Totally random yet generally interesting facts and automotive trivia.
What was the first car ever built in Alaska?
Built by an 18-year-old from Skagway, the 1905 Sheldon Runabout featured a single-cylinder, 3.5 horsepower marine engine, a wheel base of 41 inches, and a top speed of 15 miles per hour. According to legend, young Robert Sheldon had never seen a real car and was trying to win the attention of a young lady when he built his famous auto using only diagrams and magazine pictures. Although Sheldon and the lady never married, he went on to become a legend in Alaskan automotive history. His car is currently on loan at the Fountainhead Automotive Museum.
What European performance car manufacturer started out building tractors?
After serving as a mechanic in the Regia Aeronautica during World War II, Ferruccio Lamborghini went into business building tractors out of leftover military hardware from the war effort. By the mid-1950s, Lamborghini’s tractor company, Lamborghini Trattori had become one of the largest agricultural equipment manufacturers in the country.
Who created the first inflatable tire?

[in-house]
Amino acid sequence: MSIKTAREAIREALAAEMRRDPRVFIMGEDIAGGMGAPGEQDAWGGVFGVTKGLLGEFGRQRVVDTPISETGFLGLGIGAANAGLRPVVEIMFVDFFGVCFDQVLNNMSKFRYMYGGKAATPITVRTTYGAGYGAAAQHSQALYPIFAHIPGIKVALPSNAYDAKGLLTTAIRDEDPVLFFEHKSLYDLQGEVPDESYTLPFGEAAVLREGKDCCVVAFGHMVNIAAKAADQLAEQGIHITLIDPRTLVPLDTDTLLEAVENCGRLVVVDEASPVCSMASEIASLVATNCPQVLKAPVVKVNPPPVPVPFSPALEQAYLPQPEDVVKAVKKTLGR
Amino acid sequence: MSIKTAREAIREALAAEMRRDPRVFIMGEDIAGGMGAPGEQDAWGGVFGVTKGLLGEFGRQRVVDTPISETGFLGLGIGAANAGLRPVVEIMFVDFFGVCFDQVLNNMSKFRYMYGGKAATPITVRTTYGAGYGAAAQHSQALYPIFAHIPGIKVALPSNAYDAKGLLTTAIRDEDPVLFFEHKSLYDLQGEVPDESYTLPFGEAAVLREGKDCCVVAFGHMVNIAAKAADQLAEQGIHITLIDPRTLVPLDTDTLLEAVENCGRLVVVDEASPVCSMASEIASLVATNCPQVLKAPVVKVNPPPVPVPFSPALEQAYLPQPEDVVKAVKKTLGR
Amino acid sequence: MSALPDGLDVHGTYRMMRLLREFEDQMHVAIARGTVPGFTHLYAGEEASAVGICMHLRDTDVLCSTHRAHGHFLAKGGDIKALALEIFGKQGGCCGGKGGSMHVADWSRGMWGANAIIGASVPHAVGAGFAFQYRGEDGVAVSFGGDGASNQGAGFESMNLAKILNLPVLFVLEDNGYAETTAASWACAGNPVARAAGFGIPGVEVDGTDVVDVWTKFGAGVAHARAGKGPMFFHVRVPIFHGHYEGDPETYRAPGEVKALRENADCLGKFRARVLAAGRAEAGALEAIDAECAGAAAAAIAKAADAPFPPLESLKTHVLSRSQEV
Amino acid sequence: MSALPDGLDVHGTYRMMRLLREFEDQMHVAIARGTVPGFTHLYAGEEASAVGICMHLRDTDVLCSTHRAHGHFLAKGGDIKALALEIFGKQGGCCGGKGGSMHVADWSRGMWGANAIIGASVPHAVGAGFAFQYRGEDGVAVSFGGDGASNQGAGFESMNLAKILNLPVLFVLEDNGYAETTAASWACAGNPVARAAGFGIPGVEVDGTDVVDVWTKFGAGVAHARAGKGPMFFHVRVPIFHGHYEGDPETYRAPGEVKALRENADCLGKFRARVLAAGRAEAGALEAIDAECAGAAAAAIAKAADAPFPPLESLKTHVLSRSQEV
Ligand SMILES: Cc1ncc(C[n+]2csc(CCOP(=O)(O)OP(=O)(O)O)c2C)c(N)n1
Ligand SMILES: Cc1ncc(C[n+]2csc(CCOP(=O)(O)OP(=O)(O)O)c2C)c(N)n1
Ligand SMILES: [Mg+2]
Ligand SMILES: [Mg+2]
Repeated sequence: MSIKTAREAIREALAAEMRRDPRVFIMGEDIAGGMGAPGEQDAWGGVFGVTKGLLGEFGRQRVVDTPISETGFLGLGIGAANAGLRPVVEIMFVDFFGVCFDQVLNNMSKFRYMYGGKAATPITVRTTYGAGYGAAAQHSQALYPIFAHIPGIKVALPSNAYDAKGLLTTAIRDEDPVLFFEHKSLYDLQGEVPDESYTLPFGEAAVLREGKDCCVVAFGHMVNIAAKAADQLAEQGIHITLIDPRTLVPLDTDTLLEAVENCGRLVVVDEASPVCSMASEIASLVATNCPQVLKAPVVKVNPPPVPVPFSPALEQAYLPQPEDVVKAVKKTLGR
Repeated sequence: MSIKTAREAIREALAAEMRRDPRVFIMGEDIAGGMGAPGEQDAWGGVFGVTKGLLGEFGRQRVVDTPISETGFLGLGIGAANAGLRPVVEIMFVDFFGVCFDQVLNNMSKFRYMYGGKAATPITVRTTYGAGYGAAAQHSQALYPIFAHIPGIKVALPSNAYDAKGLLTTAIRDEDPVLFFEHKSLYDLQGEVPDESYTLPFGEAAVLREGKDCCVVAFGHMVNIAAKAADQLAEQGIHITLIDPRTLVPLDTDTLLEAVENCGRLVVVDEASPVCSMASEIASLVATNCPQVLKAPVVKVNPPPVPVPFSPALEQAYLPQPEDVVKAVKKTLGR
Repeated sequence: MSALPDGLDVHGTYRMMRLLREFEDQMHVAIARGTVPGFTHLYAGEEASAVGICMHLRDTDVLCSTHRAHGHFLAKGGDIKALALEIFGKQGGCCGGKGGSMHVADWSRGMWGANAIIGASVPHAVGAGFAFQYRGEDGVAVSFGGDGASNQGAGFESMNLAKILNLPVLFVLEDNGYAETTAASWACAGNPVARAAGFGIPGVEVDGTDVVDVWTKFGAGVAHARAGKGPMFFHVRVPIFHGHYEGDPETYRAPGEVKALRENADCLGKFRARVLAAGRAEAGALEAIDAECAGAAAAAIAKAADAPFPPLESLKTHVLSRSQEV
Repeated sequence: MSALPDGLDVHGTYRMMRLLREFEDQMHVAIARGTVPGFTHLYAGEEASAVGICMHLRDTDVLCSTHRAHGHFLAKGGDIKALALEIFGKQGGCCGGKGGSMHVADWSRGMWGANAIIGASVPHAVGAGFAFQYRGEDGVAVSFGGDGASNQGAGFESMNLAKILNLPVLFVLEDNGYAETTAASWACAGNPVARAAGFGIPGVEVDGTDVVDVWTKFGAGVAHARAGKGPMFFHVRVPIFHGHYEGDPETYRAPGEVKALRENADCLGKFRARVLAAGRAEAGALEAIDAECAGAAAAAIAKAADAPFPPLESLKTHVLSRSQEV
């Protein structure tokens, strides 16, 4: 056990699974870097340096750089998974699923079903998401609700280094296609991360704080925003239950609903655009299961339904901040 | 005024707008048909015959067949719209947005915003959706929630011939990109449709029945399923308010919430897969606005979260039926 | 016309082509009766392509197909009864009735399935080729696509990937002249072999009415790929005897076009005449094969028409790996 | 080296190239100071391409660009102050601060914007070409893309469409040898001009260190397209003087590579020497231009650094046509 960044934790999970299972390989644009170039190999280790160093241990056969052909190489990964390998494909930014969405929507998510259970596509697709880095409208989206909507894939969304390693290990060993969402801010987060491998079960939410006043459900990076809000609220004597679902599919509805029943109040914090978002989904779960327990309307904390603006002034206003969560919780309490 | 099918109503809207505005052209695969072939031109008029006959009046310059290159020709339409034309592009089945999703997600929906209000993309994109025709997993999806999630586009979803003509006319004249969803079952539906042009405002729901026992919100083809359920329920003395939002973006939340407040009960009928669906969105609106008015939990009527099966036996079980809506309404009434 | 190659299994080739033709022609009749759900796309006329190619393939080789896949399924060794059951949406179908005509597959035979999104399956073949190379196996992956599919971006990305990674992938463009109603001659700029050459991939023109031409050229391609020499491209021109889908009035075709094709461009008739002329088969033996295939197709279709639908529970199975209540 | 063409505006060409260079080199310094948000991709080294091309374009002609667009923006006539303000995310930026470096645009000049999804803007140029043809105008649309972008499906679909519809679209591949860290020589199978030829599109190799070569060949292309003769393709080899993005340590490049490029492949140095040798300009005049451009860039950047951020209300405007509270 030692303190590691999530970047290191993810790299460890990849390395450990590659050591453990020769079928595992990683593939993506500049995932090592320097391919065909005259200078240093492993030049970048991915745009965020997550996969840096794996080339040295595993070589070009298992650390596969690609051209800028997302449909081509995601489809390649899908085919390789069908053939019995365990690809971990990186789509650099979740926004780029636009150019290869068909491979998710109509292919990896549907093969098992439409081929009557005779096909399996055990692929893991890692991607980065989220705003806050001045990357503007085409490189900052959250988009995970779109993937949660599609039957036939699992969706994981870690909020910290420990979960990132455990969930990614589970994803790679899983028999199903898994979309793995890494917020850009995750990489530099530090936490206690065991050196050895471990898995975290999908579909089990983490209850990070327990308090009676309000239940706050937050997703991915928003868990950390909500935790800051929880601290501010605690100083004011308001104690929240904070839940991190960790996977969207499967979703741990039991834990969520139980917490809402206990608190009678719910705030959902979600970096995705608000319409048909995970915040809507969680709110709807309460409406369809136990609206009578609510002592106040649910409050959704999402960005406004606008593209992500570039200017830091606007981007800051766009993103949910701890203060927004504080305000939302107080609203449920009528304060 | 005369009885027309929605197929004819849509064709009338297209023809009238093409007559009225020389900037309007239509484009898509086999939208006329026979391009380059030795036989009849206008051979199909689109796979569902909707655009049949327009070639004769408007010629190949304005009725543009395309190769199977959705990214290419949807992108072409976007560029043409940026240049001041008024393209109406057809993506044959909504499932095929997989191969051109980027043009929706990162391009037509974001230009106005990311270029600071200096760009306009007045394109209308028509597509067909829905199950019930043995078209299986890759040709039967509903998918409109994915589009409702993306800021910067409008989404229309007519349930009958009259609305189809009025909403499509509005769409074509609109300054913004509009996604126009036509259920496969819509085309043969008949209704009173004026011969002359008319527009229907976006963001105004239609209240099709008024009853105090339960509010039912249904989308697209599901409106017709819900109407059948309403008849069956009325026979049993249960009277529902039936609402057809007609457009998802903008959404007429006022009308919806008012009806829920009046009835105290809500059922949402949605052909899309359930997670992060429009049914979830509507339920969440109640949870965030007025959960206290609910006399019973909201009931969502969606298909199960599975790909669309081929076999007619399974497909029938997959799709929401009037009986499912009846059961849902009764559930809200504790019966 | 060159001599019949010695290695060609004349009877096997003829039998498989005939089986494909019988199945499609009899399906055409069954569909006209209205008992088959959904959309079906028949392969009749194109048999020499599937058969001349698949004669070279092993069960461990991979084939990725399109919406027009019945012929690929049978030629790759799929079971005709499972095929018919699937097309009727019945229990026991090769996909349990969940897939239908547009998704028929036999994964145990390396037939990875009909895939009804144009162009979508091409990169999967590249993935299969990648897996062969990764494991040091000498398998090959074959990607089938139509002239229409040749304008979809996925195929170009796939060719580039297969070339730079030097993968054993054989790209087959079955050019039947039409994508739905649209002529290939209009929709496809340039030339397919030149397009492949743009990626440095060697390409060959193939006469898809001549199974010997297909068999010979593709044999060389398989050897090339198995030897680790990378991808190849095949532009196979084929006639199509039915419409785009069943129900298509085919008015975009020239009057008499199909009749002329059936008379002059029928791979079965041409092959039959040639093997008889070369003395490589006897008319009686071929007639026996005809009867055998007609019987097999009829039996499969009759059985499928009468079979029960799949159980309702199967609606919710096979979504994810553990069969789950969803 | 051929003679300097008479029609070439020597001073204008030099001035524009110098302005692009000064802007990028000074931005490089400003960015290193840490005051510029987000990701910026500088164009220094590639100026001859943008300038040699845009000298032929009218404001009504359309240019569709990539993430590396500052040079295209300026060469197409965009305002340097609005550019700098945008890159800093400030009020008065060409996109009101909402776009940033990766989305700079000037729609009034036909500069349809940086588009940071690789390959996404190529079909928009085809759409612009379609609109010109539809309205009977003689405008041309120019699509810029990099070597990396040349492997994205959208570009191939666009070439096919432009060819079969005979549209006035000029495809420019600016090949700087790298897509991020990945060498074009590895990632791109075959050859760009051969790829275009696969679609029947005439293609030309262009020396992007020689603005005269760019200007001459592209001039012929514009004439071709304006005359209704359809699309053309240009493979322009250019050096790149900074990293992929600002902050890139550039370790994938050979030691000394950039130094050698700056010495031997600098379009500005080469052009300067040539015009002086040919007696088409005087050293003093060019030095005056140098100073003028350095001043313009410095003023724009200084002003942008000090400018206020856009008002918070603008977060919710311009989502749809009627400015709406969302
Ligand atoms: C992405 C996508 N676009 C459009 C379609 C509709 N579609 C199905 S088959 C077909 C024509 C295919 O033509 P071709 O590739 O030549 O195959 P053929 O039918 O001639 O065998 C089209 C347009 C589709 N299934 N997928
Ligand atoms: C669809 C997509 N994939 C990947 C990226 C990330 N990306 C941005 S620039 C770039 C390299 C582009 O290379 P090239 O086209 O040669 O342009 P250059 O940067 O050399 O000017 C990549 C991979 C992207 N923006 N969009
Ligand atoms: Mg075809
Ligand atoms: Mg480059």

In 1846, Robert William Thompson was only 23 years old when he patented the world’s first pneumatic tire. His tire consisted of an elastic belt of rubberized canvas enclosed within a strong outer casing of leather, which was bolted to the wheel. Thomson’s “Aerial Wheels” were demonstrated in London’s Regents Park in 1847 and were fitted to several horse-drawn carriages, greatly improving the comfort of travel and reducing noise. One set reportedly ran for 1,200 miles on an English brougham without sign of deterioration.
Why are Harley-Davidson motorcycles called “hogs”?
The term “hog” traces its roots back to the early Midwest where a team of Harley riding farm boys began to consistently win Class A motorcycles races in the 1920s. The group had a live hog as their mascot and, according to legend, would put the hog on their Harley and take a victory lap every win. In 1983, Harley-Davidson formed a club for owners of its product taking advantage of the long-standing nickname by turning “hog” into the acronym HOG (Harley Owners Group). The company attempted to trademark “hog”, but lost the case when the court ruled that “hog” had become a generic term for large motorcycles and was therefore not protectable as a trademark.